Ü Prof. David Metcalf: Under tier 2 of the PBS there are three possible entry routes. First, via intra-company transfer. Second, via the resident labour market test advertising the job but getting inadequate applications plus points based on pay and qualifications. Third, where the MAC states there is a labour shortage (assuming the government agree our recommendations). The shortage route is the most attractive because it directly yields the requisite number of points required for entry.
How is a labour shortage determined? First, the occupation or job must be skilled. Second, it must be in shortage. Third, it must be sensible to fill this shortage from outside the EEA. There are challenging issues of method, data and judgement concerning each of the three hurdles.
Two immediate interrelated issues must be mentioned. The standard occupational classification (SOC) contains 353 4-digit occupations (eg civil engineer). This is typically the most disaggregated level for which national data on earnings, employment and vacancies exist. But often evidence relates to much more finely grained jobs (eg contaminated land engineer). The Office of National Statistics lists 26,000 job titles and maps them into the SOC but even then we got evidence about jobs not detailed in the 26,000. Therefore, one of our major tasks was to dovetail statistical evidence from top-down national data sources like the Labour Force Survey with detailed, extensive bottom-up evidence provided by stakeholders.
Is it skilled?
There is no unique, objectively-defined measure of skill. Nonetheless, individual jobs under Tier 2 of the PBS need to be skilled to at least National Qualifications Framework (NQF) level 3. It follows that the shortage occupation lists should contain only occupations and job titles at this level or above.
To assess this, we have looked at factors that might indicate whether an occupation is relatively skilled. These include qualifications held by people within that occupation, average earnings and skill level within SOC2000. Other indicators of skill, such as on the job training or experience and innate ability required to carry out the job to the appropriate level, are important too and were considered through our bottom-up analysis.
For our purposes, we defined an occupation as top-down skilled if at least two of three criteria are satisfied: 50 per cent or more of the workforce are qualified to level 3 or above; median hourly earnings for all employees is GBP 10 or more; and the occupation is defined as skill level 3 or 4 in SOC2000. Applying these criteria, 192 occupations out of 353 satisfy our definition of skilled. It was mostly, for our purposes, appropriate to assume that all jobs within these occupations are skilled. In addition, our bottom-up analysis allowed for the fact that there may be some specialised skilled jobs within less skilled occupations.
Is there a shortage?
As with skill, there is no universal definition or measure of shortage. However, two key lessons emerge from the UK and overseas literature. First, although these attempts at identifying shortages of skilled labour are based on different methods, it is apparent that most approaches do not rely on a single indicator of shortage. So we have examined a range of indicators in our top-down analysis of shortage.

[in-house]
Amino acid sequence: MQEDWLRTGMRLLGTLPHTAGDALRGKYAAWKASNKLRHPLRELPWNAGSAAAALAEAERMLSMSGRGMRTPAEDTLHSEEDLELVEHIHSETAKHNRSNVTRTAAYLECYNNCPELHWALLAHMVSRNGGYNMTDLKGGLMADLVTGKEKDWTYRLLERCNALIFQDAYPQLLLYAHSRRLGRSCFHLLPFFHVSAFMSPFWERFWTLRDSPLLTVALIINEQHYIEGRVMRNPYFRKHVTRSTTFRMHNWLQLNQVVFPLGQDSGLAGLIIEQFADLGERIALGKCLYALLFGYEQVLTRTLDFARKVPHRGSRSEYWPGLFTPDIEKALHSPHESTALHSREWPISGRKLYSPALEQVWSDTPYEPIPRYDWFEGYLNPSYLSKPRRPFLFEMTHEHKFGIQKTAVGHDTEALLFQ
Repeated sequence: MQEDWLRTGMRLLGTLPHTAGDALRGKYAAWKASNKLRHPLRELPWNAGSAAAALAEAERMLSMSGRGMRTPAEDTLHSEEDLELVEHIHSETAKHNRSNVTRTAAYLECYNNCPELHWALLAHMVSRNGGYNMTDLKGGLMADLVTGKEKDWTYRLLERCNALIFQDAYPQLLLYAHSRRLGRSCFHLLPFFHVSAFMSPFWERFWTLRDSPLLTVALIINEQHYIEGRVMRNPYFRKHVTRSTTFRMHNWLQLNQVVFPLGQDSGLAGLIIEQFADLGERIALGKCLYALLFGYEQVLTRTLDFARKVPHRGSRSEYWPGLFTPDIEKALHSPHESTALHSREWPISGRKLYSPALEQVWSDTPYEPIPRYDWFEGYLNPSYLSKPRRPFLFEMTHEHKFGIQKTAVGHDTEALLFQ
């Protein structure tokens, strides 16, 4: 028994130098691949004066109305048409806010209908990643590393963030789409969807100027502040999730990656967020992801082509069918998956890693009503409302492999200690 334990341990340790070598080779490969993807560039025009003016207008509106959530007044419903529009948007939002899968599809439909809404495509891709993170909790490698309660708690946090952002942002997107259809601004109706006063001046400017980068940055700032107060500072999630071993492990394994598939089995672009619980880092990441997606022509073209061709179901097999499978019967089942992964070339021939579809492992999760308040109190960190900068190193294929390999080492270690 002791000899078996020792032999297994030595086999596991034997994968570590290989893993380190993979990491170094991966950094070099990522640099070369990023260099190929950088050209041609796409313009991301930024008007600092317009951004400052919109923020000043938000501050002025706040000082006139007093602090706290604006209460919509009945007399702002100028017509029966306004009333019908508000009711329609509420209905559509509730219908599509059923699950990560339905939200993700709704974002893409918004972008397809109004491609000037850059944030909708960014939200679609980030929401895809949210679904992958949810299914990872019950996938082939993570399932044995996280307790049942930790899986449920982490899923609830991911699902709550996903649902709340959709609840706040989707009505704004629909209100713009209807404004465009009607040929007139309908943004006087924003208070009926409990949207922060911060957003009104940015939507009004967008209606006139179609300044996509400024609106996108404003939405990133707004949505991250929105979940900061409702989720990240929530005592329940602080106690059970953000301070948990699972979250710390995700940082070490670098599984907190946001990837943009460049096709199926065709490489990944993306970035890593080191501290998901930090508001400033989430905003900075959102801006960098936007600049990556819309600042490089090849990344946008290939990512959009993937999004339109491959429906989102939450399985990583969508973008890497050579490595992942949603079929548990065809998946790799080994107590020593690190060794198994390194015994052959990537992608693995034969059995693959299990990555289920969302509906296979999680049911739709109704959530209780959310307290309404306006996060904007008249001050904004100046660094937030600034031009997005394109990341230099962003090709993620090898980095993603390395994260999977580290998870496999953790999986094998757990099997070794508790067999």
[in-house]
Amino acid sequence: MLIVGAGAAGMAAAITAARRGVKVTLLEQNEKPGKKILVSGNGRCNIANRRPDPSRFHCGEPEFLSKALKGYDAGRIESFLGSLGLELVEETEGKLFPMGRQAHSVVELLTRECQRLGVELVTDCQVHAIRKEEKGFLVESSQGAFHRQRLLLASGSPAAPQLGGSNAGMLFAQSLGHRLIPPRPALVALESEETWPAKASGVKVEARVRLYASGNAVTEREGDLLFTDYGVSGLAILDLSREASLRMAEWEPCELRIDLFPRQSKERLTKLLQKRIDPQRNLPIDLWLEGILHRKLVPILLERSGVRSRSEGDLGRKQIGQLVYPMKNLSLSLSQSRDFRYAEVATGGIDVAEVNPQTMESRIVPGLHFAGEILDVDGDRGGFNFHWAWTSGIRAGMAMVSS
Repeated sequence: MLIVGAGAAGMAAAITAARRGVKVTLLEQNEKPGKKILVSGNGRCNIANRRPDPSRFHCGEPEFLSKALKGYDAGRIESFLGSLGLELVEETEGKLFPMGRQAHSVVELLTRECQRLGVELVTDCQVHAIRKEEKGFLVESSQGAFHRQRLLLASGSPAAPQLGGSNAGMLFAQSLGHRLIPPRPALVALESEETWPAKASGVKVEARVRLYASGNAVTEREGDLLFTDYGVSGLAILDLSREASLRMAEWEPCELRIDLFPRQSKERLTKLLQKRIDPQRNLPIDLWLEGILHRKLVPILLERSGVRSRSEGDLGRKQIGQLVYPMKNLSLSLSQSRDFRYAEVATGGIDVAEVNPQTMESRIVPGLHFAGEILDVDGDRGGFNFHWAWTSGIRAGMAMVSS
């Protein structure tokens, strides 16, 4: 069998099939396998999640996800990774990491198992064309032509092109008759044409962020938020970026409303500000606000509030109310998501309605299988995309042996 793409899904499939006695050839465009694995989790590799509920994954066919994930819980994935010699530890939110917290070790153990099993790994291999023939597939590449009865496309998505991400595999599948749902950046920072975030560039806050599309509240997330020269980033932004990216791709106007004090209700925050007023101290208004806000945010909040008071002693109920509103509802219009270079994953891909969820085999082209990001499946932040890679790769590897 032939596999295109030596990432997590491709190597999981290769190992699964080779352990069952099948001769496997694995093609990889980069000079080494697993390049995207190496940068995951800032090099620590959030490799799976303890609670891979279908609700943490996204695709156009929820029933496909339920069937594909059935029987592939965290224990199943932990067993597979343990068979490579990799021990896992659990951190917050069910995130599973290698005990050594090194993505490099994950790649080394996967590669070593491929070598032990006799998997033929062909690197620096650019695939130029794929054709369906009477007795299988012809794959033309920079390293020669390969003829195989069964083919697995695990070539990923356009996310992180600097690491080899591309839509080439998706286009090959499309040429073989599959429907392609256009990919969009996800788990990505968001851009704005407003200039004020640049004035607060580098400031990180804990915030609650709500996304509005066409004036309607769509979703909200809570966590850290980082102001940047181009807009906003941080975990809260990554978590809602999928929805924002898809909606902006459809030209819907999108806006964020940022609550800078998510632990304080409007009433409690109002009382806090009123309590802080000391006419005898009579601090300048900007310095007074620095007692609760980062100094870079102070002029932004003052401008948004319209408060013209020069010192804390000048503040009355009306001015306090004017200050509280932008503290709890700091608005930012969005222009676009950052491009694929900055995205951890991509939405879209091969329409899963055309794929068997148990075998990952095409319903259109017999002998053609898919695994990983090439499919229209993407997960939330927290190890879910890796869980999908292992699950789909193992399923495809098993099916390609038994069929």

Second, the differences between the approaches suggest that there is no single, infallible way of measuring shortage, making it crucial that quantitative analysis is contextualised by background information and knowledge of the labour market. So we have paid careful heed to the bottom-up evidence on shortage.
For our top-down analysis we identified four basic sets of indicators. These were: employer-based indicators (e.g. reports of shortage from skill surveys); price-based indicators (e.g. relatively rapid earnings growth); volume-based indicators (e.g. employment or unemployment); and other indicators of imbalance based on administrative data (e.g. vacancies or vacancy/unemployment ratios). Within these four categories we identified 12 indicators in total and carried out analysis to determine the appropriate threshold between shortage and non-shortage for each.
We do not use our top-down analysis to draw a firm line between shortage and non-shortage occupations. However, we consider there to be particularly strong top-down evidence of potential shortage if an occupation passes our shortage threshold on 50 per cent or more of the indicators. Twenty out of 192 skilled occupations do this.
When considering the bottom-up evidence for shortages we have assessed it by looking at the same broad groups of indicators that the top-down evidence considers. This included looking at factors such as whether wages are increasing more than average and vacancies are increasing faster than jobs are being created.
Is it sensible?
The concept of sensible can be interpreted in many different ways, but any definition depends on the underlying policy objectives. In some cases, government objectives or policies may relate to particular sectors or occupations. For example, immigrant labour has in recent years played a key role in supporting particular government priorities in areas such as healthcare. However, we do not assume that immigration, or the use of immigrant labour to sustain wages at below the market rate, is necessarily the best way to meet government objectives in particular sectors.